The campaigning activities of Peta (People for the Ethical Treatment of Animals) are designed to shock, with bucketloads of fake blood, semi-nudity and sexy vegetables. But have they gone too far this time? Quite a few cages were rattled when Peta announced last week that the best city for vegans in the UK is … Glasgow. Has Brighton really lost its crown?
Glasgow certainly has more vegan eateries than most cities, and its city-centre cafe bars give Brighton a run for its money. In the Merchant City area, Mono is an enormous airy performance space. The menu is light and modern, with vegan takes on popular international dishes – bean burritos, nasi goreng, Vietnamese salad and porcini risotto. Mono’s sister, Stereo, a popular bar in the Mackintosh-designed building that was once home to the Daily Record, is always packed and also offers live music along with an all-vegan tapas-style menu.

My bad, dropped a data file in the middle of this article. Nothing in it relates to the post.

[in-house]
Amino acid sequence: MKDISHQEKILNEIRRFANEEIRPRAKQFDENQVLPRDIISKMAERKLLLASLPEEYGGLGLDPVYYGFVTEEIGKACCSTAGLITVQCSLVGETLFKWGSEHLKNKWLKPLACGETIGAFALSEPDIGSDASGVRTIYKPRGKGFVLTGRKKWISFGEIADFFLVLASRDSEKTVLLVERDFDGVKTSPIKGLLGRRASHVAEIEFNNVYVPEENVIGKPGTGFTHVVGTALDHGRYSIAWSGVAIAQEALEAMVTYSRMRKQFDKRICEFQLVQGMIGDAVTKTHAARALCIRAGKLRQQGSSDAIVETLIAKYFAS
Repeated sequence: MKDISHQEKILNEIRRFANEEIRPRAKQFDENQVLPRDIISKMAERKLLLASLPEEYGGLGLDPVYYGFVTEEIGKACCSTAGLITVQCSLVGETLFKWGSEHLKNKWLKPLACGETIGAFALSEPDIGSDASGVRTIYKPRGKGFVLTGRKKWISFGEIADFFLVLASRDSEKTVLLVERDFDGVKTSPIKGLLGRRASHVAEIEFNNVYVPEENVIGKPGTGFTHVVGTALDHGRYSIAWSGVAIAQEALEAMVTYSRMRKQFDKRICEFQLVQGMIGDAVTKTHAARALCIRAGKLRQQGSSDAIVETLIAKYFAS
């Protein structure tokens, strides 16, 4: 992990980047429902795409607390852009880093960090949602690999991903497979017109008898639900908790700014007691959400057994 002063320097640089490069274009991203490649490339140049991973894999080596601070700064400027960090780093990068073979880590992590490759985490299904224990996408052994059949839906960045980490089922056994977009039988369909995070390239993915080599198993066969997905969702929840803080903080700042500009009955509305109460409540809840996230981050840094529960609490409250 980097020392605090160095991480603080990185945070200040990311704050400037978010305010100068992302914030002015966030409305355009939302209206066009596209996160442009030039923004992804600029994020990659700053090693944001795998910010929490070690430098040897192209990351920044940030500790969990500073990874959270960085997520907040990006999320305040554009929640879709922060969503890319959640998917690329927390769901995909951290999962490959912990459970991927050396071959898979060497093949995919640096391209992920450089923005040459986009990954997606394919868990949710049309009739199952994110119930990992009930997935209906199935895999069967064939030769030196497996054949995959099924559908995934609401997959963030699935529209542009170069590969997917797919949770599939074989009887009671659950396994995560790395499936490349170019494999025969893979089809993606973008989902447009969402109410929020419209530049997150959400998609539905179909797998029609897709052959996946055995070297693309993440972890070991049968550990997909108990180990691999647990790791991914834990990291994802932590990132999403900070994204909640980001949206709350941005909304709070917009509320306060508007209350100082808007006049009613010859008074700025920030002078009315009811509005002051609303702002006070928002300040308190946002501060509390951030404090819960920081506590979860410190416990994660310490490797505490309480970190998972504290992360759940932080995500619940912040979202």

The 78 cafe bar in the West End has a cosier vibe, with a coal fire, comfy sofas and a proper old HMV 78rpm record player. For a slightly less bohemian experience, head to Saramago café bar at the Centre for Contemporary Arts for freshly baked organic bread and some vegan haggis fritters.
Glasgow, with its history of radical politics, innovative live music and bar-based socialising, is a good fit with veganism. More generally, towns with large student populations and influential communities of academics are good places to look for vegan and vegetarian food. Old trading ports, too, have a history of diversity. Scouseveg, Liverpool’s campaigning veggie social group, meets at The Egg Café on the roomy top floor of a Victorian warehouse. The menu is not particularly adventurous (quiches, soup and garlic bread), but the boho vibe is alive and kicking.